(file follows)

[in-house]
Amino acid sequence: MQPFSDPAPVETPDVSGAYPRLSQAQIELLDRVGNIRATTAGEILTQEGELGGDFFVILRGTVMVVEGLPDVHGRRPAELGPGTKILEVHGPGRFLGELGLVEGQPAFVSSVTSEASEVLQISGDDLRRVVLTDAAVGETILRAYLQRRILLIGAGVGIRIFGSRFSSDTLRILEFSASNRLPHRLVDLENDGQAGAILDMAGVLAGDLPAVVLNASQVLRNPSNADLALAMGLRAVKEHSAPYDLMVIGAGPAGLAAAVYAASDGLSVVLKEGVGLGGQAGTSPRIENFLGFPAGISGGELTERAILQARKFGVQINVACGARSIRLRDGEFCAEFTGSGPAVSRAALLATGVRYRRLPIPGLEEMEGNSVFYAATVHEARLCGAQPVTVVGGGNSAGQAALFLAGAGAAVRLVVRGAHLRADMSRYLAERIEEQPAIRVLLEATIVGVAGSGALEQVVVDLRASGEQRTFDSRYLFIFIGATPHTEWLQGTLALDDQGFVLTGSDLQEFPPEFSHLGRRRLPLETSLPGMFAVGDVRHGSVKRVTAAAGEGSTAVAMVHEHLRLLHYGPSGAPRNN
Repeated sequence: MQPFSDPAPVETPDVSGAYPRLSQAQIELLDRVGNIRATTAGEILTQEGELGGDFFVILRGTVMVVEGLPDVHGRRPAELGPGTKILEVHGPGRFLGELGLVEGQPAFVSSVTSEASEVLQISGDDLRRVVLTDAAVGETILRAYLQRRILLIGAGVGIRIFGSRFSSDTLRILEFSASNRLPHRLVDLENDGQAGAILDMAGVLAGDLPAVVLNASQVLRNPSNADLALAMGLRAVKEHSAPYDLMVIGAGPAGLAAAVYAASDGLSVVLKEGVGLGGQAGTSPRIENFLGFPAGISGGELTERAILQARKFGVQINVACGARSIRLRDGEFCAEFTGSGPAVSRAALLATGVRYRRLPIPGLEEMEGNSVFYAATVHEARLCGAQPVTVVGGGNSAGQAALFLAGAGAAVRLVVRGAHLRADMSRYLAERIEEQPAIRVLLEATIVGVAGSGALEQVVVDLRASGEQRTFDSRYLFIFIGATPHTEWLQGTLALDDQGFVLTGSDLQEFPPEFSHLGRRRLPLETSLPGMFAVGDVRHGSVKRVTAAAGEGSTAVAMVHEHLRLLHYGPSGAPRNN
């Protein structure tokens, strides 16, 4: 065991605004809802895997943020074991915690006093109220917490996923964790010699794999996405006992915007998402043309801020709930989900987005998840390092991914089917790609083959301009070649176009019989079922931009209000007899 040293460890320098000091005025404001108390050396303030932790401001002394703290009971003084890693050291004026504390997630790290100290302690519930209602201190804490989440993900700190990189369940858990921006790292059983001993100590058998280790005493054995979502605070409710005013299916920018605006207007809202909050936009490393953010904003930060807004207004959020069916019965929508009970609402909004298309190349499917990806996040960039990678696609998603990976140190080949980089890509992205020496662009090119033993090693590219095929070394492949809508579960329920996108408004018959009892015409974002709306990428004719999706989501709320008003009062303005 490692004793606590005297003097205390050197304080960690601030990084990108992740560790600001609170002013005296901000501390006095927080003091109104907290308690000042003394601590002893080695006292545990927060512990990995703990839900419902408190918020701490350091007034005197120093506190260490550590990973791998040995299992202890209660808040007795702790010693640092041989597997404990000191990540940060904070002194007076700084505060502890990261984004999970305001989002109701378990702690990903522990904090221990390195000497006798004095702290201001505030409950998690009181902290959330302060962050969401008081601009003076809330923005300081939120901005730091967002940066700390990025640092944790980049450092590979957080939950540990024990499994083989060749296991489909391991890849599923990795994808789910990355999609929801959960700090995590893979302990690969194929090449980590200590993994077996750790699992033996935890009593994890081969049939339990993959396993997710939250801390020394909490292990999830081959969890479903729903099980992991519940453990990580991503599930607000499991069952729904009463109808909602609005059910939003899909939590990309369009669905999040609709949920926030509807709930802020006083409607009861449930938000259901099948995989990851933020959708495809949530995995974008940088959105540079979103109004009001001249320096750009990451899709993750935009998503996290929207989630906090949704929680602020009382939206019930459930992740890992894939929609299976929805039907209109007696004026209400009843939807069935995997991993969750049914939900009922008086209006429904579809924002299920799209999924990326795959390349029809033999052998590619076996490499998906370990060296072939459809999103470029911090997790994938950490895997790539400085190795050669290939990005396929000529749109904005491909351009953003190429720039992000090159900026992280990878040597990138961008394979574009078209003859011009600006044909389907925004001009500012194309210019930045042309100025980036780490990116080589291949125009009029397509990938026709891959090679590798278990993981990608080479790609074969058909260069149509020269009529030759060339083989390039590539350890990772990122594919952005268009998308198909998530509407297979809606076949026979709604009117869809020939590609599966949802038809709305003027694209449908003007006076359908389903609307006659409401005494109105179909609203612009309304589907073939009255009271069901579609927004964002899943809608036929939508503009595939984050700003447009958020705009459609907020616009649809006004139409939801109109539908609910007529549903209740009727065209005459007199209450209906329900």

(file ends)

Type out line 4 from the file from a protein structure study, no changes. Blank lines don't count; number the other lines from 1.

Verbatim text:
């Protein structure tokens, strides 16, 4: 065991605004809802895997943020074991915690006093109220917490996923964790010699794999996405006992915007998402043309801020709930989900987005998840390092991914089917790609083959301009070649176009019989079922931009209000007899 040293460890320098000091005025404001108390050396303030932790401001002394703290009971003084890693050291004026504390997630790290100290302690519930209602201190804490989440993900700190990189369940858990921006790292059983001993100590058998280790005493054995979502605070409710005013299916920018605006207007809202909050936009490393953010904003930060807004207004959020069916019965929508009970609402909004298309190349499917990806996040960039990678696609998603990976140190080949980089890509992205020496662009090119033993090693590219095929070394492949809508579960329920996108408004018959009892015409974002709306990428004719999706989501709320008003009062303005 490692004793606590005297003097205390050197304080960690601030990084990108992740560790600001609170002013005296901000501390006095927080003091109104907290308690000042003394601590002893080695006292545990927060512990990995703990839900419902408190918020701490350091007034005197120093506190260490550590990973791998040995299992202890209660808040007795702790010693640092041989597997404990000191990540940060904070002194007076700084505060502890990261984004999970305001989002109701378990702690990903522990904090221990390195000497006798004095702290201001505030409950998690009181902290959330302060962050969401008081601009003076809330923005300081939120901005730091967002940066700390990025640092944790980049450092590979957080939950540990024990499994083989060749296991489909391991890849599923990795994808789910990355999609929801959960700090995590893979302990690969194929090449980590200590993994077996750790699992033996935890009593994890081969049939339990993959396993997710939250801390020394909490292990999830081959969890479903729903099980992991519940453990990580991503599930607000499991069952729904009463109808909602609005059910939003899909939590990309369009669905999040609709949920926030509807709930802020006083409607009861449930938000259901099948995989990851933020959708495809949530995995974008940088959105540079979103109004009001001249320096750009990451899709993750935009998503996290929207989630906090949704929680602020009382939206019930459930992740890992894939929609299976929805039907209109007696004026209400009843939807069935995997991993969750049914939900009922008086209006429904579809924002299920799209999924990326795959390349029809033999052998590619076996490499998906370990060296072939459809999103470029911090997790994938950490895997790539400085190795050669290939990005396929000529749109904005491909351009953003190429720039992000090159900026992280990878040597990138961008394979574009078209003859011009600006044909389907925004001009500012194309210019930045042309100025980036780490990116080589291949125009009029397509990938026709891959090679590798278990993981990608080479790609074969058909260069149509020269009529030759060339083989390039590539350890990772990122594919952005268009998308198909998530509407297979809606076949026979709604009117869809020939590609599966949802038809709305003027694209449908003007006076359908389903609307006659409401005494109105179909609203612009309304589907073939009255009271069901579609927004964002899943809608036929939508503009595939984050700003447009958020705009459609907020616009649809006004139409939801109109539908609910007529549903209740009727065209005459007199209450209906329900």